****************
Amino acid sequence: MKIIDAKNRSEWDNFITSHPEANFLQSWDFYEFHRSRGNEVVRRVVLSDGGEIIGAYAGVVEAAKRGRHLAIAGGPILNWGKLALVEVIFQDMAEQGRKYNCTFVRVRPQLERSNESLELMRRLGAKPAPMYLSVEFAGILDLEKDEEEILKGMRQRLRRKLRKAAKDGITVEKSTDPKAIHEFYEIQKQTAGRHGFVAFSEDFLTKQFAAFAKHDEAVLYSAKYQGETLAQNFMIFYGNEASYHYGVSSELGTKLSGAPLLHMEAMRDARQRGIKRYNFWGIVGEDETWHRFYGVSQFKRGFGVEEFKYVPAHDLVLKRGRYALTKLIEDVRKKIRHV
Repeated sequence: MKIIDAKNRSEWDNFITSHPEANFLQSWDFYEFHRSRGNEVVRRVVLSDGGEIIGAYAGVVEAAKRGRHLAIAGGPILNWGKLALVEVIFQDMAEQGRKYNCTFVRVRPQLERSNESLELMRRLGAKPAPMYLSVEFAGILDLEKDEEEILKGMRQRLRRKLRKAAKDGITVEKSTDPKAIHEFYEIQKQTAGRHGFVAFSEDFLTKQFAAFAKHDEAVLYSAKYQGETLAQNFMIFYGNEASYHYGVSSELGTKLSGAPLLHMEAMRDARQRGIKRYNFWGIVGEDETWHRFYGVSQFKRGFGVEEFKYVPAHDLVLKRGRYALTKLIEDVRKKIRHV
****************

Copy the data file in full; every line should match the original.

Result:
Amino acid sequence: MKIIDAKNRSEWDNFITSHPEANFLQSWDFYEFHRSRGNEVVRRVVLSDGGEIIGAYAGVVEAAKRGRHLAIAGGPILNWGKLALVEVIFQDMAEQGRKYNCTFVRVRPQLERSNESLELMRRLGAKPAPMYLSVEFAGILDLEKDEEEILKGMRQRLRRKLRKAAKDGITVEKSTDPKAIHEFYEIQKQTAGRHGFVAFSEDFLTKQFAAFAKHDEAVLYSAKYQGETLAQNFMIFYGNEASYHYGVSSELGTKLSGAPLLHMEAMRDARQRGIKRYNFWGIVGEDETWHRFYGVSQFKRGFGVEEFKYVPAHDLVLKRGRYALTKLIEDVRKKIRHV
Repeated sequence: MKIIDAKNRSEWDNFITSHPEANFLQSWDFYEFHRSRGNEVVRRVVLSDGGEIIGAYAGVVEAAKRGRHLAIAGGPILNWGKLALVEVIFQDMAEQGRKYNCTFVRVRPQLERSNESLELMRRLGAKPAPMYLSVEFAGILDLEKDEEEILKGMRQRLRRKLRKAAKDGITVEKSTDPKAIHEFYEIQKQTAGRHGFVAFSEDFLTKQFAAFAKHDEAVLYSAKYQGETLAQNFMIFYGNEASYHYGVSSELGTKLSGAPLLHMEAMRDARQRGIKRYNFWGIVGEDETWHRFYGVSQFKRGFGVEEFKYVPAHDLVLKRGRYALTKLIEDVRKKIRHV